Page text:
"Now that the Alice to Darwin railway is a given, how do we best use it to lever jobs into town?"Should we put money into developing Traeger Park as a first class venue for major sporting events?"Should we focus on upgrading the Stuart Highway or the Tanami Road?"These are some of the questions that could be answered by the Tourism Futures Project to which the town council has just allocated $25,000, says council CEO Nick Scarvelis. The project, to which the CSIRO's Sustainable Ecosystems division would bring its scenario planning expertise, could also answer questions on a micro level, such as what tourists are going to want to eat next year. Tourism is the principal focus because "we are working off the philosophy that everyone in Alice Springs lives on tourism to some degree", says Mr Scarvelis.He says the project is costed at $180,000. The CSIRO would provide $80,000 of that in "in kind" development.The council is hoping its contribution will help attract further funding support, in particular from the Northern Territory Government. A proposal to put to Cabinet has been developed by CSIRO and the Department of Industries and Business. CATIA general manager Craig Catchlove says he has written to the government to express CATIA's strong support for the project.Mr Catchlove says it would provide a "holistic way of finding out what something like sealing the Mereenie Loop road will mean further down the track"."You can't get a complete answer just through discussion. The CSIRO model allows you to think about 20 cross referenced relationships happening. "But of course, you have to get good data in to get good data out, so half of it is all about data collecting."The selling point for business, to get involved with the data collection, is that they then can access the results to plan their own development."This is not just for government."Paul Walker, a Canberra-based CSIRO research scientist, says similar projects have been developed with the Douglas Shire in Far North Queensland, and the Tapestry region focussed on Bunbury in WA.In both cases, the projects got to the stage of building interactive computer models which allow the on-going and timely collection, analysis and feedback of data. The model also allows the user to ask "what if?". It is a virtual world that is "disaster free": it allows experimentation that does not affect the real world.And it is on-going, kept current by the constant collection of data.The sort of data that will be valued by local government and community groups is the sort of data they'll be willing to collect, says Dr Walker.In the Douglas Shire, for example, a survey in 1999 found that 13 per cent of visitors thought that there was too much development in the area. In 2000, this figure rose to 20 per cent."This timely data back to the community allows them to think about what the implications will be if this figure continues to increase," says Dr Walker.Without this level of information and analysis, most future development becomes simply an extension of what has happened over the past five to 10 years."But things have changed quite dramatically in that time, especially in relation to computer technology," says Dr Walker. "Our brief from CSIRO is to develop a range of tools and processes which allow a whole of government view of regional development. "So we've found a way to systematise thinking about a whole range of social, economic and environmental factors and how they interrelate. "There are lots of reports and studies on Alice Springs and Central Australia, for example, but what may be lacking is monitoring how key factors are changing through time. "We provide, in partnership with other groups in the community, a way of doing that, by developing a ‘sustainable data process', which can get to the stage of becoming a ‘futures simulator'. "We may not get there with this project, it depends on what the community wants, but we will be able to answer a lot of ‘what if' questions."A lot of planning is done using a SWOT analysis – of strengths, weaknesses, opportunities and threats."But, what if, for instance, in pushing one strength, you undermine another?"For example, key strengths of the Douglas Shire are its natural attractions – the rain forest and the coral reef – but how do you avoid the problem of visitors, currently about 300,000 a year, loving them to death?"Our model allows you to think about this kind of interrelationship," says Dr Walker.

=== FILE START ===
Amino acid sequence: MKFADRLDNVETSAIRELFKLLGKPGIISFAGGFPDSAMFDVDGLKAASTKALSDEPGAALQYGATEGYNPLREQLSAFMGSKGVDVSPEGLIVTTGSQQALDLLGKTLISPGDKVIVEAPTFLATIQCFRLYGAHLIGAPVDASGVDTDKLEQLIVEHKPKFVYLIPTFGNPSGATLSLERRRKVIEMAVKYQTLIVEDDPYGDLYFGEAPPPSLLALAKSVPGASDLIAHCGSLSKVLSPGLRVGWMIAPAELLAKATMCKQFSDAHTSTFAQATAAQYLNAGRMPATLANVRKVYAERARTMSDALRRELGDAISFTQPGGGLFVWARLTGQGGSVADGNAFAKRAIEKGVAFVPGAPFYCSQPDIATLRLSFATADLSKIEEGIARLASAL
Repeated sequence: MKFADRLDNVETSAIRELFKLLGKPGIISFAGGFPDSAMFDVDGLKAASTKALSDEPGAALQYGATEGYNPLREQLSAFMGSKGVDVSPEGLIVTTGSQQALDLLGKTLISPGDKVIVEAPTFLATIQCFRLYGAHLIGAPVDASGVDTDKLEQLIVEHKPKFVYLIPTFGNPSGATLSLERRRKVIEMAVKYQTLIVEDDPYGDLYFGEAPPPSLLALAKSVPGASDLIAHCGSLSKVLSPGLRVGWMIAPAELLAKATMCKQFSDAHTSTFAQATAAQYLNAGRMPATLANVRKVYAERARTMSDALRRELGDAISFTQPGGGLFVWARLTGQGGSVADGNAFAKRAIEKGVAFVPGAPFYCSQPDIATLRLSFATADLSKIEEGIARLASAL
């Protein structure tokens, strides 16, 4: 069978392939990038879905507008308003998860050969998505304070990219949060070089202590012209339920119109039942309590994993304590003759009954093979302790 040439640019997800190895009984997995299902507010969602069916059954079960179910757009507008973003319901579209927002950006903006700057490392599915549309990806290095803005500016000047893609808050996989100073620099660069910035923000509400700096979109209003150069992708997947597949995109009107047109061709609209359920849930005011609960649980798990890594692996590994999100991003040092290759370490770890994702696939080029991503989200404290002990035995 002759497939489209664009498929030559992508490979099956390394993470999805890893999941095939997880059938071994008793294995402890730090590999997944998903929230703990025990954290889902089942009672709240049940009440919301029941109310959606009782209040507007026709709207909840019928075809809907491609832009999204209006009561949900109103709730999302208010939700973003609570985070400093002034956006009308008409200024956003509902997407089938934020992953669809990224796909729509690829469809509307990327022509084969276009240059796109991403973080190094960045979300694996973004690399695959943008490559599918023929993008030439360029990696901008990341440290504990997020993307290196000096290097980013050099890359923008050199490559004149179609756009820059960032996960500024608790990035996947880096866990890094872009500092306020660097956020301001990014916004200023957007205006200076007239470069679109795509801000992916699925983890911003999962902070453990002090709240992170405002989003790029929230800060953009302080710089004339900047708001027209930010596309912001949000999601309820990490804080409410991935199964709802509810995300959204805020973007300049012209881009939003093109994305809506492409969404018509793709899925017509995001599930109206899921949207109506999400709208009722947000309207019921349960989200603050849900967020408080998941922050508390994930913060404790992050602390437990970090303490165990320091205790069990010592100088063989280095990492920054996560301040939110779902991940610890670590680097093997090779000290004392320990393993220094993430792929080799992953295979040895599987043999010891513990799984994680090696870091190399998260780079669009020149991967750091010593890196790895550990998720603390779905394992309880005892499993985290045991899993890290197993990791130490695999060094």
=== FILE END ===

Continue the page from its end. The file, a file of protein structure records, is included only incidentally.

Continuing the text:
Northern Territory and South Australia have recorded the biggest jumps in new home loan approvals of all states, latest statistics show.Figures released yesterday by the Australian Bureau Of Statistics show a 21.2 per cent increase in the number of loans approved nationally in May to finance dwelling construction – which represents a total of 5,593 loans, the highest recorded in 14 months.The Northern Territory has defied the national trend by recording a 29.6 per cent increase over the same period, while South Australia recorded the second highest increase of all the states with 14.9 per cent.Australia's peak building industry body, HIA, said the doubling of the First Home Owners grant for new housing, combined with lower interest rates is rapidly pulling the industry out of the post-GST doldrums and restoring confidence among builders and buyers. "The First Home Owners Grant is clearly the tonic that builders needed to avert job losses, as this month has seen another strong rise in first-home buyer numbers, rising by 11 per cent over the month," said HIA's Executive Director for SA and NT, Brenton Gardner.Mr Gardner said the statistics were consistent with other recent figures that show the majority of activity is occurring on the outskirts of metropolitan centres where first home buyer dwellings are traditionally built."It is important to note however, that these rapid rises in activity are not creating another boom/bust scenario but rather restoring the industry to where it was 12 months ago," he said."Our main focus now is that this recovery be sustained. The Prime Minister, the Treasurer and the Reserve Bank have acknowledged the importance of the industry to the wider economy and it is recommended that this be considered in their deliberations to extend the first home owners grant."Queensland new home loan approvals for May rose 14.6 per cent, 13.9 per cent in Victoria, 9.1 per cent in NSW, 6.2 per cent in ACT and 1.9 per cent in Tasmania.